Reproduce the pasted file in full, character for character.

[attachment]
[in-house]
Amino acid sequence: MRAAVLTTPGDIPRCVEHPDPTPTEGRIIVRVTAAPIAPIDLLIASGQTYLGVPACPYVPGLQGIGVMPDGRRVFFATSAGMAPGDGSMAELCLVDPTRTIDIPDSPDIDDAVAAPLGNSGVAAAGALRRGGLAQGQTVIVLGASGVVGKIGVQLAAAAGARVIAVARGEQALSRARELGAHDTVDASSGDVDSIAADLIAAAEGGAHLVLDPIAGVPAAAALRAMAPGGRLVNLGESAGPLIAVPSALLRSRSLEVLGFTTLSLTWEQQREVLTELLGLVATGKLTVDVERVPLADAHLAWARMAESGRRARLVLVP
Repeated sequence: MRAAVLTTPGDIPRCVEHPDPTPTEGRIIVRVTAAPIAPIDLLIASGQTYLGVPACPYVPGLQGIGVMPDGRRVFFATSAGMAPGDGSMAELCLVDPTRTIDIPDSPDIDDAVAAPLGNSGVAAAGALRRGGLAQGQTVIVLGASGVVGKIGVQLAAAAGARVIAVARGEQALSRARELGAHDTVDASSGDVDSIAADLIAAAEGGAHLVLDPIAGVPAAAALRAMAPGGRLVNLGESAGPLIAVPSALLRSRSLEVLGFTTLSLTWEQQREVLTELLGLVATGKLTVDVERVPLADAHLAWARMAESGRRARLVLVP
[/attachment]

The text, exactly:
[in-house]
Amino acid sequence: MRAAVLTTPGDIPRCVEHPDPTPTEGRIIVRVTAAPIAPIDLLIASGQTYLGVPACPYVPGLQGIGVMPDGRRVFFATSAGMAPGDGSMAELCLVDPTRTIDIPDSPDIDDAVAAPLGNSGVAAAGALRRGGLAQGQTVIVLGASGVVGKIGVQLAAAAGARVIAVARGEQALSRARELGAHDTVDASSGDVDSIAADLIAAAEGGAHLVLDPIAGVPAAAALRAMAPGGRLVNLGESAGPLIAVPSALLRSRSLEVLGFTTLSLTWEQQREVLTELLGLVATGKLTVDVERVPLADAHLAWARMAESGRRARLVLVP
Repeated sequence: MRAAVLTTPGDIPRCVEHPDPTPTEGRIIVRVTAAPIAPIDLLIASGQTYLGVPACPYVPGLQGIGVMPDGRRVFFATSAGMAPGDGSMAELCLVDPTRTIDIPDSPDIDDAVAAPLGNSGVAAAGALRRGGLAQGQTVIVLGASGVVGKIGVQLAAAAGARVIAVARGEQALSRARELGAHDTVDASSGDVDSIAADLIAAAEGGAHLVLDPIAGVPAAAALRAMAPGGRLVNLGESAGPLIAVPSALLRSRSLEVLGFTTLSLTWEQQREVLTELLGLVATGKLTVDVERVPLADAHLAWARMAESGRRARLVLVP